Struggling families embroiled in a dispute with the taxman over tax-credit overpayments were thrown a lifeline last week when the Government suspended his attempts to recover the money.
The decision follows two reports from the Parliamentary Ombudsman, Ann Abraham, and the Citizens Advice Bureau (CAB) criticising the automated benefits system. As a result of these criticisms, the Prime Minister was forced to apologise for the "distress and hardship" caused to families.
In an emergency statement to the House of Commons, Dawn Primarolo, the Paymaster General, then announced she had asked Revenue and Customs (the merged body replacing the Inland Revenue) to suspend its recovery of overpayments wherever there was a dispute with a claimant.
According to the CAB, a third of claimants whose tax credits had been overpaid fell into poverty when asked to repay. Many families were trying to survive on as little as £56 a week and, in extreme cases, the Salvation Army was helping with food parcels.
The Parliamentary Ombudsman's report focused on poor administration. The tax-credit system, one of the Government's flagship policies, was introduced in 2003 to streamline the payment of benefits; some six million families are recipients.
But the complex nature of the scheme, coupled with the Revenue's own computer errors, has led to misery for hundreds of thousands of families. Part of the problem is that the "reclaim" mechanism for overpayment is built into the system and does not operate independently.
Tax-credit awards are calculated on family income figures dating back two years. Any significant increases will automatically reduce entitlement to benefits and so prompt the Revenue to claw back the money. But many recipients either weren't prepared for the repayment or found themselves short-changed by the administrative process; low-income families saw vital benefits disappear.
Worse, computer errors at the Revenue resulted in inaccurate calculations of individual claims. Around £600m was overpaid, and the Revenue then demanded this money back, adding to families' problems.
Of the £13.5bn paid out in tax credits in 2004, the first full year of operation, some £1.9bn - 14 per cent - was overpaid.
Ms Abraham has recommended that all overpayment resulting from government error be written off. The Treasury said it was reviewing its credit reclaim procedures.
TUC fights for temps
The employment rights of the UK's temporary workers are among the worst in Europe, a report from the TUC has found.
Most of the UK's 600,000 temps receive no pension, paid holidays, training or sickness pay and have no protection from unfair dismissal. On top of that, they are usually paid less than colleagues doing the same job.
Of the 20 EU countries with information available for comparison, only the UK, Hungary and Ireland did not give temps the right to be paid the same as a permanent employee doing a similar job.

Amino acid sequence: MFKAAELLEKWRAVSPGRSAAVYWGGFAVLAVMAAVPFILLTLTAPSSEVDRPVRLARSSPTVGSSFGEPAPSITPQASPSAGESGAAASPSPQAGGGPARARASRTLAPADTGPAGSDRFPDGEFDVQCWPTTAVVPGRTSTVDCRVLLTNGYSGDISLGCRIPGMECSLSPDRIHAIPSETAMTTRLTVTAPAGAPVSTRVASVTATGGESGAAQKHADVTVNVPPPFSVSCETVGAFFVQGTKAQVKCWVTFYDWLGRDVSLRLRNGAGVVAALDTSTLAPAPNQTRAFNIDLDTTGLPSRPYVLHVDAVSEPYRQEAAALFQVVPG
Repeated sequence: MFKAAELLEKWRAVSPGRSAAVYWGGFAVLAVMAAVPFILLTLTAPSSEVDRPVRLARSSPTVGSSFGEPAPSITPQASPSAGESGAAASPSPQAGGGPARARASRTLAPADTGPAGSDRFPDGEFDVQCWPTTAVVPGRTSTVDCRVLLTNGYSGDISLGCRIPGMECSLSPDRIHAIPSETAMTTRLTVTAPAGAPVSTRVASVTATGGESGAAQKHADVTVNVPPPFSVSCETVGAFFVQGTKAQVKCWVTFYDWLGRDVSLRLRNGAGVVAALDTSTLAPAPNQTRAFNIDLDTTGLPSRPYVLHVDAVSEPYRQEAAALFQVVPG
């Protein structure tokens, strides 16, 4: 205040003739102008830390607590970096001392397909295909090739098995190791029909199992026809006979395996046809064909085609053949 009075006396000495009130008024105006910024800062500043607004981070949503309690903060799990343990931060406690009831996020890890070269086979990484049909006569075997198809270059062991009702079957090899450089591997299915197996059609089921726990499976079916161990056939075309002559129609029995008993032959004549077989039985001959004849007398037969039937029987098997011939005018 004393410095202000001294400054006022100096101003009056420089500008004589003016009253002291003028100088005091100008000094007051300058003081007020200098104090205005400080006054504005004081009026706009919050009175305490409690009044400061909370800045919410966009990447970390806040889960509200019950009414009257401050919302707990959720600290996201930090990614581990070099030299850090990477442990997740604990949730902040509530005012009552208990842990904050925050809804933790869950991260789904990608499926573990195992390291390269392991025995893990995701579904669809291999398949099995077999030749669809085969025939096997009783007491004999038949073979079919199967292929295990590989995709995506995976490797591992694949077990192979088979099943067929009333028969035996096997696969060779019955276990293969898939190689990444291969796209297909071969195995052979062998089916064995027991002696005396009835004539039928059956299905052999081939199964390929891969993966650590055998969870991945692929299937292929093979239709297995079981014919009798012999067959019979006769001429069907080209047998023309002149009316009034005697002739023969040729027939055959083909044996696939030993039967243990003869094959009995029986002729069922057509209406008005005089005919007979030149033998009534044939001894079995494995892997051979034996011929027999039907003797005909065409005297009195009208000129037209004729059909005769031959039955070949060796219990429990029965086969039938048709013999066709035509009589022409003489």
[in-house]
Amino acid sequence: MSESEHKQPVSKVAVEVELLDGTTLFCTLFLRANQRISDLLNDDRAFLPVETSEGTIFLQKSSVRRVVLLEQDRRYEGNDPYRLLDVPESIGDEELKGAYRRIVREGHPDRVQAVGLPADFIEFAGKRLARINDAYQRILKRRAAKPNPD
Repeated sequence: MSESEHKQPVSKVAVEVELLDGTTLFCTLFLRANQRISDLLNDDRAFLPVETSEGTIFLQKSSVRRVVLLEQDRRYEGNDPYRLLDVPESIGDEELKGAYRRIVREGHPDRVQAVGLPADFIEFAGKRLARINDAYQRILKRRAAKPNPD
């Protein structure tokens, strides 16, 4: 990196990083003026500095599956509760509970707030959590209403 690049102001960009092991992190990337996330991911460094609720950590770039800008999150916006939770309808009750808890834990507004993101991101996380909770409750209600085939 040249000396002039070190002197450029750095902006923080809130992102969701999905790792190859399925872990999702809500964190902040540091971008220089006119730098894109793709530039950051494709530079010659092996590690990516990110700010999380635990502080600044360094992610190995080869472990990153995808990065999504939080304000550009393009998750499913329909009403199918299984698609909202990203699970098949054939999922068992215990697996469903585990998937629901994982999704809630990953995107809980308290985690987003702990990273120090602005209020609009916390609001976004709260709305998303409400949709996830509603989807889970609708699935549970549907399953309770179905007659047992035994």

And the UK does not require employment agencies that find work for temporary staff to have a licence to operate.
The problem is partly down to delays in introducing an EU directive that would give temps greater protection at work, including equal pay, maternity rights and safeguards against discrimination. The directive has been stalled by a disagreement over when a temp should get these rights. Some countries want them to kick in after one year's employment; others say six months is fairer; others believe they should start from day one.
The TUC wants the Government to use its EU presidency to implement the reform. However, the CBI, which represents businesses, said that this would force companies employing temps to make cutbacks because of the burden of extra regulation.
Truro, a cathedral city in Cornwall, has played host to the greatest house price growth over the past 10 years, new research has shown.
Between 1995 and 2005, prices increased by 272 per cent, according to a report by County Homesearch, a company that seeks properties for buyers.
Using data from the Land Registry, it found that towns and cities with the biggest rises included Exeter (224 per cent), Bath (221 per cent) and Northampton (217 per cent). The slowest growth was seen in Middlesbrough (116 per cent) and Hull (123 per cent).
Repairs on the ropes
Less than one in four cars are properly serviced in UK garages, say trading standards officers.
In a "mystery shopper" test, 88 cars were sent in for service with faults such as loosened wheel nuts, blown circuit fuses, defective brake lights and soft tyre pressures. When the cars were picked up, only 21 had been correctly serviced. Over a third were left with serious faults.
If the quality of workmanship does not improve, Trading Standards intends to call on the Government to tighten its regulation of car-repair services. This could lead to compulsory licensing of garages.
Several garages in the survey now face either prosecution or written warnings. The Retail Motor Industry Federation, some of whose members were involved, said it would be working with trading standards officers to investigate the claims.
The motor repair industry is under increasing pressure to clean up its act. In April, the National Consumer Council threatened to lodge a "supercomplaint" to the regulator about poor service.